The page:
What is UX design?
In simple terms, “User experience (UX) design is the process design teams use to create products that provide meaningful and relevant experiences to users,” according to the Interaction Design Foundation. When a UX designer is handed a project, they aren’t just thinking about the end result. A designer considers all aspects of the product from start to finish, including the why, what, and how. A good UX designer will understand why a consumer wants a product, what the product should do or how it should perform to be effective, and how the product will work to be the most functional and pleasing to the user. The field of UX design is focused on making sure all aspects of the user’s experience with the product are thoughtful, accessible, and useful.
What does a UX designer do?
If you are still not entirely sure what a UX designer does, that's very understandable, as it's a lot to take in. However, as the field rapidly has increased, so has the demand for UX designers. When asked what he does, Director of UX Fred Beecher says “I humanize technology.” This is a simple explanation for a vast and diverse field. A UX designer will often be part of a larger team, and their role is to help connect all of the pieces of a project between everyone who collaborates on it. A UX designer works by balancing the needs of both the user and the business, trying to find solutions which work for both. Since projects are always changing, UX designers also need to be adaptable to make sure they are providing the best service possible to clients.
As a UX designer, you might find yourself developing user interfaces, conducting user research, creating user flows, developing prototypes, and conducting user testing. However, this is a mere sampling of what’s available to UX designers.
How to become a UX designer
If you are all about the user experience, then a career in UX may be for you. This is an all-encompassing role, which requires a broad skillset and knowledge base. UX designers will need a strong background in technical knowledge, utilizing computer logic, coding, and other software-related skills, according to geteducated.com. Additionally, those choosing to go into this career path will need to have good people skills, as the majority of the projects will be customer-facing and interactive.
You can start on this career path by pursuing a bachelor’s degree in a technology-related program. This gives some flexibility to explore a degree path that works for you. Following the completion of your degree, you will need to gain experience in software and programming, as well in customer relations. A great way to do this by obtaining internships, working as a freelancer, and honing your skills through online courses.
However, when it comes to obtaining full-time employment in this field, employers do prefer someone with a degree, meaning if you are committed to this field, it might be worth the investment to finish a degree program. So while not having a UX degree doesn’t necessarily preclude you from jobs, it might take you longer to achieve your goals. Additionally, obtaining higher education can help you earn a higher entry salary, as well as give you the opportunity to get to work more quickly in your field. This means you will have even more career opportunities.
What if you don’t have a UX degree?
If you are interested in UX design but already have a degree in a different field, or can’t fathom returning for more education, don’t despair. Fortunately, there are still plenty of opportunities to transition into the field. For those looking to expand their education and earn a master’s in UX, the upside is that most of those degree paths don’t actually require experience. Most schools permit you to begin taking Master’s level courses in UX without any undergraduate experience. This means you won’t have to take post-baccalaureate courses to enter into the program, but you may have some catching up to do. With the understanding that there aren’t many undergraduate degrees out there that primarily focus on UX design, many master’s programs start with the basics to help bring everyone up to speed.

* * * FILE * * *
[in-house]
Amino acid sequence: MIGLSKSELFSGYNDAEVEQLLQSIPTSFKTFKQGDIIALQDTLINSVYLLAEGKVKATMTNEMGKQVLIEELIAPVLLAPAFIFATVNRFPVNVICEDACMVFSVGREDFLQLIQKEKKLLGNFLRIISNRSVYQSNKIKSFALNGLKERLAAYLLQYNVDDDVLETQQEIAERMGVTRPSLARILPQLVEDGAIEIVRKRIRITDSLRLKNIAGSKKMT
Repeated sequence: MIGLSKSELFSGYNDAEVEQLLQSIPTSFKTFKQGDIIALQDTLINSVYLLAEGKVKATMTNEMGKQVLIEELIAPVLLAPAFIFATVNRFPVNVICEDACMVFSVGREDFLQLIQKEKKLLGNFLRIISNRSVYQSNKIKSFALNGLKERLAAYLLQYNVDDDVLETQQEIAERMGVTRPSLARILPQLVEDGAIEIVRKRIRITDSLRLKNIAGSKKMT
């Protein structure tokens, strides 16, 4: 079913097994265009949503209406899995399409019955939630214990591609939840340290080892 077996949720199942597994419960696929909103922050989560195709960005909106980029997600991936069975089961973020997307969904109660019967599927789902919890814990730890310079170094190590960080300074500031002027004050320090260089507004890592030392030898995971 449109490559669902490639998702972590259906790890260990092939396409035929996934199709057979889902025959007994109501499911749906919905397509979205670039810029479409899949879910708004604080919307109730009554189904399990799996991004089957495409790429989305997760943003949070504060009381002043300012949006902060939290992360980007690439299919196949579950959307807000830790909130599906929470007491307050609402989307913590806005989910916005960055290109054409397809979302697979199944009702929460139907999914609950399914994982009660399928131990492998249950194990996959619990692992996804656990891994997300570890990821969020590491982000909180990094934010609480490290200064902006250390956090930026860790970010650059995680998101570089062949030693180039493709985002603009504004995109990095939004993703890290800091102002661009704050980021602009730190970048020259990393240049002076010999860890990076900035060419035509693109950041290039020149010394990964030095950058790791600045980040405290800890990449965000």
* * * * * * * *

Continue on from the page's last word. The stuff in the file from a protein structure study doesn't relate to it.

If university isn’t for you, you can also consider attending bootcamp or self-studying for UX design. Bootcamps will give you the opportunity to immerse yourself in the world of design, while giving hands-on experience. However, as the title implies, bootcamp is generally fast-paced and demands a quick turnaround. Self-studying or online courses work great for those who already have some design experience in their portfolios and just need to hone their skills.
“I started out in information design, which was like UX on paper before UX existed,” says UX lead Jenny Björkman, “I loved the job, as it was the perfect 50:50 split of logic and creative, but unfortunately, there was no career progression, so I side-stepped into a Project Management role before changing lanes into Marketing. Then I met my husband, who was Creative Director at a digital design agency. When I told him about my old information design job and why I loved it, he said ‘You should do UX’. I started looking into it and thought ‘Yes – this is for me!’
In project management you don't do anything creative really. So I really missed doing something creative. And now that I'm doing UX, especially as UX lead, I am managing projects, I'm still utilizing those skills, but I'm getting to do all sorts of other things as well.”
If you too want to combine managing projects and teams with a field which allows you to express your creativity to the fullest, then studies and a career in UX design, one of the fastest-growing and most exciting fields around, could be for you.